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Yvette Cooper - secretary of state for work and pensions - live on Mumsnet this Tues, 27 April, 2-3pm

(101 Posts)
GeraldineMumsnet (MNHQ) Mon 26-Apr-10 16:32:48

Yvette Cooper is secretary of state for work and pensions, and has been Labour MP for Pontefract, Castleford and Knottingley since 1997.

She's coming to Mumsnet to talk about Labour's family policies tomorrow from 2-3pm.

Yvette was born in Inverness in 1969. She's married to Ed Balls, secretary of state for children, schools and families, and they have three children (two daughters and one son).

Feel free to post your questions here and join us tomorrow (and please read our webchat guidelines).


ilovemydogandmrobama Mon 26-Apr-10 16:39:33

Oooh! I like her, but am confused. Dept of Work and Pensions is the old Dept of Employment? And isn't it Ed Ball's dept that is Families and Schools?

Ewe Mon 26-Apr-10 16:47:30

Hi Yvette

Welcome to MN!

If there were an option for both you and Ed to run for leader of the party, would you stand back or go for it?

I am always intrigued by couples who work alongside each other, especially doing what you do at this time of year! The fact that Ed is hotly tipped for a Portillo moment this year can only make it worse.

Also, HIPs have been generally considered to be fairly useless, do you still support the introduction of them and will they continue to be compulsory if Labour win another term?

AngryWasp Mon 26-Apr-10 17:13:53

Can I ask whether you truly believe that we have an aging population? My dad is stats whiz and reckons the generation between the wars are surviving longer because of their diet at key developmental stages in their lifes, but actually, the generations behind, with their unhealthy lifestyles are set to die much earlier, and yet, the pension age has risen and is set to rise again?

magqueen Mon 26-Apr-10 17:23:27

Hello Yvette.I would like an explanation as to why this government is avoiding doing what the Ombudsman ordered as regards Equitable Life pensions compensation. It would appear that the consensus in the Labour Party is that we are all rich enough to be able to write off all the money we have paid in. I am one of the lowest earners in the country and face a very uncertain old age.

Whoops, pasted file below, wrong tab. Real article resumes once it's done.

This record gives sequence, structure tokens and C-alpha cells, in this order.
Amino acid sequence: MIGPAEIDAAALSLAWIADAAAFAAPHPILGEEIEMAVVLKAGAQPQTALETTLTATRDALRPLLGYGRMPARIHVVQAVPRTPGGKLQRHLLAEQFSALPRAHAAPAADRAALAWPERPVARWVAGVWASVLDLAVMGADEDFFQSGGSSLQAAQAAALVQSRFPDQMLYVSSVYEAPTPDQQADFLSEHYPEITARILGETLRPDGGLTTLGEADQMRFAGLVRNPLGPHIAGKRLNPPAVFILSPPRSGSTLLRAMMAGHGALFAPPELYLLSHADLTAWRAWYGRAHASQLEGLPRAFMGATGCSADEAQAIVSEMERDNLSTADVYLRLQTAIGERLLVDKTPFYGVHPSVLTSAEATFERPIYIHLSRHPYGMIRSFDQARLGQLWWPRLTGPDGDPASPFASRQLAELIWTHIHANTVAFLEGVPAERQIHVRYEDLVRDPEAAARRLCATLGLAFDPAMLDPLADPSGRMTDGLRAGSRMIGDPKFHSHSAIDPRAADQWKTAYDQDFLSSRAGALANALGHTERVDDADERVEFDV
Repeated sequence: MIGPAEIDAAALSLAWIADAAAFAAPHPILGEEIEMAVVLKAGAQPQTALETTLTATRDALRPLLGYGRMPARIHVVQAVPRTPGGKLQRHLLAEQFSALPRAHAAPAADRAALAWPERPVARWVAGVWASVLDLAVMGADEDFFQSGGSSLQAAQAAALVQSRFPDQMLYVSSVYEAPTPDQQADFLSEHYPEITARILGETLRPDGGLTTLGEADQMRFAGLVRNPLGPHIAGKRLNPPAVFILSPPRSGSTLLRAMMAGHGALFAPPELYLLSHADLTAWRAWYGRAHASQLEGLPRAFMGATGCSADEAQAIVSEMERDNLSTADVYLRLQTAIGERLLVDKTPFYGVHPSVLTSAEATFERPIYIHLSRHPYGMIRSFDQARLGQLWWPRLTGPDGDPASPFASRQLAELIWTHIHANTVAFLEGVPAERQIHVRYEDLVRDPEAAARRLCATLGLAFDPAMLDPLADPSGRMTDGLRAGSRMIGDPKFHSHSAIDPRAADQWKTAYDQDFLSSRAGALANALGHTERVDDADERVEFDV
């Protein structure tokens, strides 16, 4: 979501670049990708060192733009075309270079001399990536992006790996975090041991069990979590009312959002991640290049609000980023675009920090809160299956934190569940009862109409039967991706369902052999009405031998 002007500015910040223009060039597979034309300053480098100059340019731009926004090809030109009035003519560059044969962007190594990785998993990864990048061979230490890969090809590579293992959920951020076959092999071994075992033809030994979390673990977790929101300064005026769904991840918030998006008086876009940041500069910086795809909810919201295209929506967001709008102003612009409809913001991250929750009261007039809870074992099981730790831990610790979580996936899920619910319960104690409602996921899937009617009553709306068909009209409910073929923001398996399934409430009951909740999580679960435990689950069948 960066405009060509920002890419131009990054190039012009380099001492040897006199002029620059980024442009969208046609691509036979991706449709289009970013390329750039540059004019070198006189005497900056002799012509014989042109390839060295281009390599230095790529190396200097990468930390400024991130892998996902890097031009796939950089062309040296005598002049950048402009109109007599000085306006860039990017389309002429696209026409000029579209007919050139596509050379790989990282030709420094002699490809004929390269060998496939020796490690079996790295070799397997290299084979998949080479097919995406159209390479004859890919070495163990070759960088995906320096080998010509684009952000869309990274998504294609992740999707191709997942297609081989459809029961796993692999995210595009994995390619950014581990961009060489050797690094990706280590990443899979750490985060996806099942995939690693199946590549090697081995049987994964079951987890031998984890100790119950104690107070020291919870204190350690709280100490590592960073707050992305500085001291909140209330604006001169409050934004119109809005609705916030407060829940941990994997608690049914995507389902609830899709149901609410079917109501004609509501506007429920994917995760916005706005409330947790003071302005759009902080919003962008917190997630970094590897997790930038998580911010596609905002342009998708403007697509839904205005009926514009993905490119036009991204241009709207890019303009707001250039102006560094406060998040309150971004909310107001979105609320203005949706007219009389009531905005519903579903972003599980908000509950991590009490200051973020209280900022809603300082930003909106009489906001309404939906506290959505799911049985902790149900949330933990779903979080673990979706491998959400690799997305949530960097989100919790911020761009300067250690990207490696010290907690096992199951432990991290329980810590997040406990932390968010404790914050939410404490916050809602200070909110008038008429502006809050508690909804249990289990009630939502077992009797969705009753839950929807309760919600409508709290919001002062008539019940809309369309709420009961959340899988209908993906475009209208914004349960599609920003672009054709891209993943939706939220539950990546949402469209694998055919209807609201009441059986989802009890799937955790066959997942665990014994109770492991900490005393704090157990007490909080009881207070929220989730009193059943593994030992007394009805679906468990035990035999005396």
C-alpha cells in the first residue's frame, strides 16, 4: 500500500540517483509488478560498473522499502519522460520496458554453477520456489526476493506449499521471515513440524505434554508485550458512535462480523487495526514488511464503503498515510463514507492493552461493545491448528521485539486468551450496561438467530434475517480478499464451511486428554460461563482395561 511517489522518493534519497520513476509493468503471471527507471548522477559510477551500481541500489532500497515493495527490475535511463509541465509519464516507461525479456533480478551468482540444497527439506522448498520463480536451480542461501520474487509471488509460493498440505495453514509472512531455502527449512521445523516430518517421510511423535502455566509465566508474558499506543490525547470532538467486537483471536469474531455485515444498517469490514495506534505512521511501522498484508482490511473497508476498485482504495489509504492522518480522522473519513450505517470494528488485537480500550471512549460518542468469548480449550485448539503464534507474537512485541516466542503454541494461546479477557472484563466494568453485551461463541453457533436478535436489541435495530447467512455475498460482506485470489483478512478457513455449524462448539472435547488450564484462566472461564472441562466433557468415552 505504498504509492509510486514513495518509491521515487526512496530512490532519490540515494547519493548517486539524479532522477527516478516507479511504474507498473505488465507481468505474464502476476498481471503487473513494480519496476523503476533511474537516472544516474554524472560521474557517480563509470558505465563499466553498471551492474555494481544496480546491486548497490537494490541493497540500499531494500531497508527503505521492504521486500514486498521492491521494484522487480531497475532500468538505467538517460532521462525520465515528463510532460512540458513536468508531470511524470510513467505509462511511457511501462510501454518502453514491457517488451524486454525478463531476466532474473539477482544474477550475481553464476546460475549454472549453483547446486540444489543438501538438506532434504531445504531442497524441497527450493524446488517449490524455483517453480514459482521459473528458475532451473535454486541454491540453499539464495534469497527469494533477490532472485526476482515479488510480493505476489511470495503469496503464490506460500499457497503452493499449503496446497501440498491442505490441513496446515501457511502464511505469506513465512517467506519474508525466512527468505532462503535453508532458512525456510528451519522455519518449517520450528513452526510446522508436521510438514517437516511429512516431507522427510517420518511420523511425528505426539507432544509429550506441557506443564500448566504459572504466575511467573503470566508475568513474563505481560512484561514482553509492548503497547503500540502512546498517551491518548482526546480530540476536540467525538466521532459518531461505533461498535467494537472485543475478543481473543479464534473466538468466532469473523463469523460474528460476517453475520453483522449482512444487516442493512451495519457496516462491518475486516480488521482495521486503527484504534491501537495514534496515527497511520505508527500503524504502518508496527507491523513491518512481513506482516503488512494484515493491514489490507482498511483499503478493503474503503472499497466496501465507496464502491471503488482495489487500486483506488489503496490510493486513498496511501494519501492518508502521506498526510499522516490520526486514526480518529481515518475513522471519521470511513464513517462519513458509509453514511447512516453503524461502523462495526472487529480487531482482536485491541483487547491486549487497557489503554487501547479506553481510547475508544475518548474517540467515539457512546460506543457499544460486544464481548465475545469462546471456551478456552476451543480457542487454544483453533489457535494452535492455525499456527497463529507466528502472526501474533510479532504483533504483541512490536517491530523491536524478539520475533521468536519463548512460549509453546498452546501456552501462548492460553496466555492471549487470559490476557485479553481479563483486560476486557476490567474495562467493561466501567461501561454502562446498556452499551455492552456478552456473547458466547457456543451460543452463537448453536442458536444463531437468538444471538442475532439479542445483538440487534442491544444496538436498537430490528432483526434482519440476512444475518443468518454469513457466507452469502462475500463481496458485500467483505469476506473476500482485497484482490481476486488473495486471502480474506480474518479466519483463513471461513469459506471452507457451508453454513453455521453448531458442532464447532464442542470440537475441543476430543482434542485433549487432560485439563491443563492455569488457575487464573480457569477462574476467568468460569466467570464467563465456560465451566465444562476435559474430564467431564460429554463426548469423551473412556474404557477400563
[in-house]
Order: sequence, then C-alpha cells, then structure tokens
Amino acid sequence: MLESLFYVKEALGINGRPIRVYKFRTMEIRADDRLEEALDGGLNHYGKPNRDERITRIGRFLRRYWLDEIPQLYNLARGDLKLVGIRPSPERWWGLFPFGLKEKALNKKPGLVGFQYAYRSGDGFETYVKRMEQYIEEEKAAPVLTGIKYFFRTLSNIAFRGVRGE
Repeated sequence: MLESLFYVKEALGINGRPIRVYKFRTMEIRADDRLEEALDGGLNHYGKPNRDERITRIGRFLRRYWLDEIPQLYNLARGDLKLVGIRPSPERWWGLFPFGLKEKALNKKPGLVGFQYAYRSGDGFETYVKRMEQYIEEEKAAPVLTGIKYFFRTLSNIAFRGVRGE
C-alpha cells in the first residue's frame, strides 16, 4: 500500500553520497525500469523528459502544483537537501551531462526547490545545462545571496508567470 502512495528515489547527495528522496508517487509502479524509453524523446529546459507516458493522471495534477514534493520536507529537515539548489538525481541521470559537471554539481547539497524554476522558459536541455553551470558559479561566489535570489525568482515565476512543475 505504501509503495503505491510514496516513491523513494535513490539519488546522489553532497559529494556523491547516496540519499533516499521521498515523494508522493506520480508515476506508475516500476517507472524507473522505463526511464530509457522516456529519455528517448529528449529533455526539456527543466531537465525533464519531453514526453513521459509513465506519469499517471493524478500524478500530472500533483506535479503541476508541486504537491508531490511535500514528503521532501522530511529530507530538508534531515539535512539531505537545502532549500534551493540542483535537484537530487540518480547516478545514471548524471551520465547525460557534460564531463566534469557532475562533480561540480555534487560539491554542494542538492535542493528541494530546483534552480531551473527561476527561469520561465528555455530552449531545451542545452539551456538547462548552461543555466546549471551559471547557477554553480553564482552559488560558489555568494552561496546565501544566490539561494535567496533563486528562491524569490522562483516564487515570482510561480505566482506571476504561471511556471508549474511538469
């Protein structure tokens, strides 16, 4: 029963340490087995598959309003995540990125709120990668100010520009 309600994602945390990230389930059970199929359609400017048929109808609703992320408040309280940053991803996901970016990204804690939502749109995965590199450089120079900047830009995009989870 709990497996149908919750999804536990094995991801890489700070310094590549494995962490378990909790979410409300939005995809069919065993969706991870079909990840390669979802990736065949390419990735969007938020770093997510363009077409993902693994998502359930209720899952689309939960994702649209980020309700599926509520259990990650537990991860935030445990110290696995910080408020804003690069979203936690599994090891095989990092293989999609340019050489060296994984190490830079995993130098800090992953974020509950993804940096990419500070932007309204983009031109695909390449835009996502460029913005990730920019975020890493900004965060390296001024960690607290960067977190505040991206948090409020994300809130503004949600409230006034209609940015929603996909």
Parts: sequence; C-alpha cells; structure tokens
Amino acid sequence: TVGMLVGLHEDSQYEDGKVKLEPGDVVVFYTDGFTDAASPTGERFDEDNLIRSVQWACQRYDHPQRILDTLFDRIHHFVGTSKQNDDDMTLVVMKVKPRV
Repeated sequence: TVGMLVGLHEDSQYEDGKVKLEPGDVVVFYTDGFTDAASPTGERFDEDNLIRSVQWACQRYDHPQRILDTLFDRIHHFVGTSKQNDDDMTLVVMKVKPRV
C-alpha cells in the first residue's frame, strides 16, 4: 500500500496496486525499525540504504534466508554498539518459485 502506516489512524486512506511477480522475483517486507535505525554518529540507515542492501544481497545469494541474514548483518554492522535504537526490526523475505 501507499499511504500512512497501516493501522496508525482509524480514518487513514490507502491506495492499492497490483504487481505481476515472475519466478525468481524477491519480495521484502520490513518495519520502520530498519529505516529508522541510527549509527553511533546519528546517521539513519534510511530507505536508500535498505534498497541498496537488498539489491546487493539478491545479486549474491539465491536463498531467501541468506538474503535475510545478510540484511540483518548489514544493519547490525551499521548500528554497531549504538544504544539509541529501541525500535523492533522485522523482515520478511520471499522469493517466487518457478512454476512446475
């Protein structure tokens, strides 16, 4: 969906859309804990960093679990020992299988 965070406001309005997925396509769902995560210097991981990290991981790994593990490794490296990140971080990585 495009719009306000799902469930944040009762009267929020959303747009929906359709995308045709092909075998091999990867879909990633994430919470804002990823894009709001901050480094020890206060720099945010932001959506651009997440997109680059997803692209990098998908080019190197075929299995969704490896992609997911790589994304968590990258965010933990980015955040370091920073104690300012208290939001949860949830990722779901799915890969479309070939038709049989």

herbietea Mon 26-Apr-10 18:16:46

Message withdrawn

FioFio Mon 26-Apr-10 18:26:58

Message withdrawn

Bongobaby Mon 26-Apr-10 18:28:20

I would like to ask. Why labour sit back and
happily dole out benefits to single mums. So
that they can support their kids. It's simple maths
really. Make the fathers pay their way. And the
dismall huge benefits bill wouldn't be so large.
And a burden on the taxpayer!!!

FioFio Mon 26-Apr-10 18:31:17

Message withdrawn

LeninGrad Mon 26-Apr-10 18:34:07

Message withdrawn at poster's request.

LadyBlaBlah Mon 26-Apr-10 18:55:41

Hi Yvette

I am intrigued by your Welfare to work schemes and The (Flexible) New Deal. I look at organisations like A4e and wonder how their founder can be worth an estimated £40m, when they have delivered no concrete or measurable results? (I mean specifically that they provide absolutely no figures for how many people they have placed into full time long term employment and instead seem to be paid by 'bums on seats' for their 'training' courses)

Would you agree there has been a New Deal Gravy train and people have profited a LOT from providing very little?

Why do you not follow the America Works model ? By that, I mean, only pay these private sector companies if they can prove they have placed people in LONG Term employment, and not paying them just for training them in generally (IMO) useless skills.

I would also be interested in research that you have that shows that 'training' people, as provided by companies such as A4e, has any effect on getting people back to work? I have found none. All the research points to attitudinal training being effective, yet this is never undertaken by any of the providers.